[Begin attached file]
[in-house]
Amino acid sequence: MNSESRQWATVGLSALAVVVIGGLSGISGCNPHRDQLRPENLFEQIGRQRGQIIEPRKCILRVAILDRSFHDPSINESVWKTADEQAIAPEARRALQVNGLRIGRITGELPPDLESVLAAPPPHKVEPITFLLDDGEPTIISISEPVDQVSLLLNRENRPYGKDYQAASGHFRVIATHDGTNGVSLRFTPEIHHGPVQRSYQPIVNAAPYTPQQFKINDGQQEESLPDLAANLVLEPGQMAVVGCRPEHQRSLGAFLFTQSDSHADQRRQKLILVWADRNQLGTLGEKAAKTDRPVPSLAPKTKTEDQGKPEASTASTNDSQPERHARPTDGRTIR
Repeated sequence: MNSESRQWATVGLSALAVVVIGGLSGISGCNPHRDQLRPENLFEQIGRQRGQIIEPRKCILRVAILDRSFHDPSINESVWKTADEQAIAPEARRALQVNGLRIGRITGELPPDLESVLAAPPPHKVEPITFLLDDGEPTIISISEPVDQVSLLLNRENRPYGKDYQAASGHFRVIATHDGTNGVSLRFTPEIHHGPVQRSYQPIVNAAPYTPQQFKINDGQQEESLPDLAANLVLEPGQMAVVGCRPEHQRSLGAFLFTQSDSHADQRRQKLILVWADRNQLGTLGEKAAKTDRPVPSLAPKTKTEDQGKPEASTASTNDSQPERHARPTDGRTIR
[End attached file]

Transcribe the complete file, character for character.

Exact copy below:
[in-house]
Amino acid sequence: MNSESRQWATVGLSALAVVVIGGLSGISGCNPHRDQLRPENLFEQIGRQRGQIIEPRKCILRVAILDRSFHDPSINESVWKTADEQAIAPEARRALQVNGLRIGRITGELPPDLESVLAAPPPHKVEPITFLLDDGEPTIISISEPVDQVSLLLNRENRPYGKDYQAASGHFRVIATHDGTNGVSLRFTPEIHHGPVQRSYQPIVNAAPYTPQQFKINDGQQEESLPDLAANLVLEPGQMAVVGCRPEHQRSLGAFLFTQSDSHADQRRQKLILVWADRNQLGTLGEKAAKTDRPVPSLAPKTKTEDQGKPEASTASTNDSQPERHARPTDGRTIR
Repeated sequence: MNSESRQWATVGLSALAVVVIGGLSGISGCNPHRDQLRPENLFEQIGRQRGQIIEPRKCILRVAILDRSFHDPSINESVWKTADEQAIAPEARRALQVNGLRIGRITGELPPDLESVLAAPPPHKVEPITFLLDDGEPTIISISEPVDQVSLLLNRENRPYGKDYQAASGHFRVIATHDGTNGVSLRFTPEIHHGPVQRSYQPIVNAAPYTPQQFKINDGQQEESLPDLAANLVLEPGQMAVVGCRPEHQRSLGAFLFTQSDSHADQRRQKLILVWADRNQLGTLGEKAAKTDRPVPSLAPKTKTEDQGKPEASTASTNDSQPERHARPTDGRTIR